Although it may seem like a waste of time – especially during examswhere time is tight – it is almost always better to brainstorm a bit before beginning your essay. This should enable you to find the best supporting ideas – rather than simply the first ones that come to mind – and position them in your essay accordingly.
Come up with a thesis: The thesis is the central point or argument that you want to make. A clear thesis is essential for a focused essay—you should keep referring back to it as you write.
Start planning if you can. Although the situation described above sometimes occurs, it`s also very common for professors to give their students a fairly detailed idea of what an essay question will involve in advance of the test day.
On the topic of planning, it`s important to sketch out an idea of how long you want to spend on each section of your essay. If you know the number of paragraphs you`ll need to write ahead of time, you can do this before the exam even starts!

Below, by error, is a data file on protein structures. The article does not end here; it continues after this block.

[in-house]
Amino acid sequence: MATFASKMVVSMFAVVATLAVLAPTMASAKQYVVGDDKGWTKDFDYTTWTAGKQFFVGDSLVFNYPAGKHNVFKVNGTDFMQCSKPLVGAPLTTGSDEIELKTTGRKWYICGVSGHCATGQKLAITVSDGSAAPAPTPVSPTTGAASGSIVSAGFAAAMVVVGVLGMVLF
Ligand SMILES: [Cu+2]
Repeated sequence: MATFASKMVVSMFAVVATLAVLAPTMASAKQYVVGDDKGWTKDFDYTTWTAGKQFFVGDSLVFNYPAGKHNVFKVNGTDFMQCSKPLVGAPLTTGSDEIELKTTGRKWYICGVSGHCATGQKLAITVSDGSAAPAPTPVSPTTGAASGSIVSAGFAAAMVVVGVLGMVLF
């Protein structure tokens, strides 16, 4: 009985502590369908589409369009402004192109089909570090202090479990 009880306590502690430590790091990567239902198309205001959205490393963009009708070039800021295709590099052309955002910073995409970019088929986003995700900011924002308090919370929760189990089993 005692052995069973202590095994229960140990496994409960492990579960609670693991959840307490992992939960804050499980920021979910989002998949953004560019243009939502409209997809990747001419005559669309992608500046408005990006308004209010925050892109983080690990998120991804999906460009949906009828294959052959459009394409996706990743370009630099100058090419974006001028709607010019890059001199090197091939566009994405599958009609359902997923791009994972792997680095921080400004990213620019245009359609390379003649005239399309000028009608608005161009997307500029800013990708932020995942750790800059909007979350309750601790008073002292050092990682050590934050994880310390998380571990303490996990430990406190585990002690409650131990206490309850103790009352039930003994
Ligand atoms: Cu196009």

The body of your essay is where you make arguments supporting your thesis, provide evidence, and develop your ideas. Its purpose is to present, interpret, and analyze the information and sources you have gathered to support your argument.
For example, if you`ve been assigned a five-paragraph expository essay for a high school class, you`ll probably spend the most time on the writing stage; for a college-level argumentative essay, on the other hand, you`ll need to spend more time researching your topic and developing an original argument before you start writing.